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In [1]:
```import thinkbayes2

The following problem was submitted to my blog, Probably Overthinking It, by a user named Amit, who wrote:

The following data is about a poll that occurred in 3 states. In state1, 50% of voters support Party1, in state2, 60% of the voters support Party1, and in state3, 35% of the voters support Party1. Of the total population of the three states, 40% live in state1, 25% live in state2, and 35% live in state3. Given that a voter supports Party1, what is the probability that he lives in state2?

My solution follows. First I'll create a suite to represent our prior knowledge. If we know nothing about a voter, we would use the relative populations of the states to guess where they are from.

```
In [2]:
```prior = thinkbayes2.Suite({'State 1': 0.4, 'State 2': 0.25, 'State 3': 0.35})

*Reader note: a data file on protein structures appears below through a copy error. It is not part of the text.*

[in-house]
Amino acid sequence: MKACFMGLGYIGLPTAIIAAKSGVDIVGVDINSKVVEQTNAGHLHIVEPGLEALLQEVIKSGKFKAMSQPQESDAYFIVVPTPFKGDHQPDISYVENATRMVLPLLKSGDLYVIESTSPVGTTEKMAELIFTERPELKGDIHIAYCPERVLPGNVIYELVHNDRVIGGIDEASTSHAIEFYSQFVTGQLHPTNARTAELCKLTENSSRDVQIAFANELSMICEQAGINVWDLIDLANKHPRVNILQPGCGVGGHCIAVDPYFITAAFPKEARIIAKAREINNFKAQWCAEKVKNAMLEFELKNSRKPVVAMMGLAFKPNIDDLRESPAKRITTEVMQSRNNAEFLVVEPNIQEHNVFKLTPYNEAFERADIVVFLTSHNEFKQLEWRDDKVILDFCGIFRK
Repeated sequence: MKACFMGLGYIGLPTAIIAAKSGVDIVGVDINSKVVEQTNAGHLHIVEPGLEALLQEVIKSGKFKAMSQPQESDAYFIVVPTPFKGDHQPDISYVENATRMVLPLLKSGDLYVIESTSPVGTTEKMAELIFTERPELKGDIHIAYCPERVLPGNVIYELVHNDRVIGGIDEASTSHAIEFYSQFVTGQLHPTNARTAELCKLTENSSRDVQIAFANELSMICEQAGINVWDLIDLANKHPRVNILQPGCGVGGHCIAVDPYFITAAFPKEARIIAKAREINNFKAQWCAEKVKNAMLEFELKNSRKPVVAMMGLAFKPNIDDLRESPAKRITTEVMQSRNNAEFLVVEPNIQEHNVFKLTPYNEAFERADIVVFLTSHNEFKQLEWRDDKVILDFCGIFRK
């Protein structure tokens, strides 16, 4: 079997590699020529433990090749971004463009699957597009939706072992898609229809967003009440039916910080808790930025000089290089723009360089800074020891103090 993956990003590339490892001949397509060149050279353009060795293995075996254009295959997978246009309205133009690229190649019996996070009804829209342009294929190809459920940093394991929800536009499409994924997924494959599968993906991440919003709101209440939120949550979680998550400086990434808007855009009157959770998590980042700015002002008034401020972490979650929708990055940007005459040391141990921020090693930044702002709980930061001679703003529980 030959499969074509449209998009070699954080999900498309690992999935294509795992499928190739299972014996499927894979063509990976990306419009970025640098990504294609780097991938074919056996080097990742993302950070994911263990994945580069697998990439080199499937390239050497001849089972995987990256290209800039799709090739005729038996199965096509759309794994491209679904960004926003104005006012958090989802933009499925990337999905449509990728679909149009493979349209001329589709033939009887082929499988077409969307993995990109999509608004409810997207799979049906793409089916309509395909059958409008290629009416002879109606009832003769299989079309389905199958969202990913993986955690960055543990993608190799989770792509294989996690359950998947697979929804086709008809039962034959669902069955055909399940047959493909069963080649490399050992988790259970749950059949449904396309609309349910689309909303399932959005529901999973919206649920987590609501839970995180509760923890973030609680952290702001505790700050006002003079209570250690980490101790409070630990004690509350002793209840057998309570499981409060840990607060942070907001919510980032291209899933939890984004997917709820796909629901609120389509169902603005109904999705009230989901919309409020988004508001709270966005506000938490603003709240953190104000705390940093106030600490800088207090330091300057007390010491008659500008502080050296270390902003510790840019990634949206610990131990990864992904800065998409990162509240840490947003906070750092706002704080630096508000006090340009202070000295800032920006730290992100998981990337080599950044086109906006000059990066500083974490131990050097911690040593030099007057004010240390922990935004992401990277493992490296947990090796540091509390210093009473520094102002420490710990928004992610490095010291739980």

prior.Print()

```
```

```
In [3]:
```likelihood = {'State 1': 0.5, 'State 2': 0.60, 'State 3': 0.35}

To make the posterior distribution, I'll start with a copy of the prior.

The update consists of looping through the hypotheses and multiplying the prior probability of each hypothesis, `hypo`

, by the likelihood of the data if `hypo`

is true.

The result is a map from hypotheses to posterior likelihoods, but they are not probabilities yet because they are not normalized.

```
In [4]:
```posterior = prior.Copy()
for hypo in posterior:
posterior[hypo] *= likelihood[hypo]
posterior.Print()

```
```

```
In [5]:
```posterior.Normalize()

```
Out[5]:
```

Now the posterior is a proper distribution:

```
In [6]:
```posterior.Print()

```
```

And the probability that the voter is from State 2 is about 32%.

```
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```